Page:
From fantastical, enchanting animations we now move over to the unforgiving London streets, delving into gang warfare in South London, between rivals in Peckham and Deptford. Directed by Rapman, this too is a musical (a little different from Frozen, mind) and focuses in on modern culture in the capital, where knife crime offences are at their highest, as we explore the futility of violence, taking a somewhat profound look at the youth of today, and just how easy it can be to take that wrong path, and find yourself hanging around in the wrong crowds. But this film is never critical, it’s a sympathetic film that finds understanding in such a plight, and has a delicate approach, if packaged up in a melodramatic story. Definitely worth a go.

Next we have Judy and Punch, and as you can tell from the title, this Mirrah Foulkes picture is turning the old tale on its head, subverting quite problematic old tropes. It’s only when sitting down to watch this film you realise what it was our parents left us to sit down and enjoy when we wre children visiting the seaside – and that’s effectively a domestic abuser just going around beating everybody up. Well, not any more – as this wickedly enchanting fairytale starring Mia Wasikowska and Damon Herriman makes one rather important point, which is that Punch, mate – you can’t go around doing that.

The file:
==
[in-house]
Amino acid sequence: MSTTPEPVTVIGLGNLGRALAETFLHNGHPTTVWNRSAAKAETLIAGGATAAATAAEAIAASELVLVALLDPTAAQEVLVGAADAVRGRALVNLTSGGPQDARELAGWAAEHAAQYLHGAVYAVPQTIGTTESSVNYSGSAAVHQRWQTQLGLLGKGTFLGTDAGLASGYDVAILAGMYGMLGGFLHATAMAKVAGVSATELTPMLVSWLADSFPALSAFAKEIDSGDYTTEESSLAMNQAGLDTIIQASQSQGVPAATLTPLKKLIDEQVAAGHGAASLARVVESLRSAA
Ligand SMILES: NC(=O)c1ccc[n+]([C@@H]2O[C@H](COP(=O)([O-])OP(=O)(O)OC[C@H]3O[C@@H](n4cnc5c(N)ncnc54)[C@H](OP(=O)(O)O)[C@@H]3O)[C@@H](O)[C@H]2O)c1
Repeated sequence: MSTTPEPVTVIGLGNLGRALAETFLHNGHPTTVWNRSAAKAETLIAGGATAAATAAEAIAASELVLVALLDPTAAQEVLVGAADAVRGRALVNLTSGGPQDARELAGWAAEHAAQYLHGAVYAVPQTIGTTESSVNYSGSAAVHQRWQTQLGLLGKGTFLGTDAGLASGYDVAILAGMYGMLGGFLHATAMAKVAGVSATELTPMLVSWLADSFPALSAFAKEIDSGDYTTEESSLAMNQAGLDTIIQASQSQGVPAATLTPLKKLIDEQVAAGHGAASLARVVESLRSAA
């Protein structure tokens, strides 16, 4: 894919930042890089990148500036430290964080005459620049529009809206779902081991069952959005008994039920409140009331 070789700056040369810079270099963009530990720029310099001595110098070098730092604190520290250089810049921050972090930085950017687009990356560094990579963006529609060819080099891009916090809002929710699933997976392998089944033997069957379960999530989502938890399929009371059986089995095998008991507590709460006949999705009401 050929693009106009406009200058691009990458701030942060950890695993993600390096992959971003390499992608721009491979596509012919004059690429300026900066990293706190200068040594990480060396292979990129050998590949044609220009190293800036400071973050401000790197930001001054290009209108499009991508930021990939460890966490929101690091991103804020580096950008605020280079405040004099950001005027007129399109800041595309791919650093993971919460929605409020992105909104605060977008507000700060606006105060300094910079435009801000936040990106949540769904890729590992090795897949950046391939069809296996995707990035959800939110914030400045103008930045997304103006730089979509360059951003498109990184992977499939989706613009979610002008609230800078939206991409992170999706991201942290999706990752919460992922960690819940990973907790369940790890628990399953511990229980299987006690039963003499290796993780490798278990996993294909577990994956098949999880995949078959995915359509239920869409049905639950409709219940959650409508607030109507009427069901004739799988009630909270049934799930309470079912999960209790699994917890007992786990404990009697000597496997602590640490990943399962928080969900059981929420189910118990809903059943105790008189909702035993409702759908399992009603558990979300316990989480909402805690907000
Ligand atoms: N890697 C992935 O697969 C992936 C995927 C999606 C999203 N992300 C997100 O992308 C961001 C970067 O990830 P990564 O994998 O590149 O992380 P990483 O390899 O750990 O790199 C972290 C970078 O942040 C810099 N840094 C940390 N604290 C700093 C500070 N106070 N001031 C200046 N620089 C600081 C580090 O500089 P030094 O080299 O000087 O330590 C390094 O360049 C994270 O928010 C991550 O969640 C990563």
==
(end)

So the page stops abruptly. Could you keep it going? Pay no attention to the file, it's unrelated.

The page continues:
Harriet is also out this weekend, which is the biopic of the remarkable Harriet Tubman, who escaped from slavery to embark on a courageous endeavour, to free other slaves. It’s a story you can’t quite believe we haven’t seen before, but for Cynthia Erivo’s portrayal of this great American hero. She’s matched by Joe Alwyn as the nasty adversary, as a film that is well-paced, and while flawed in parts, survives off the sheer depth to this tale, and given how little this period of American history is taught over here, it’s hugely important to go and learn about this tale, for Harriet Tubman we should all know, and we’re incredibly pleased that we now do.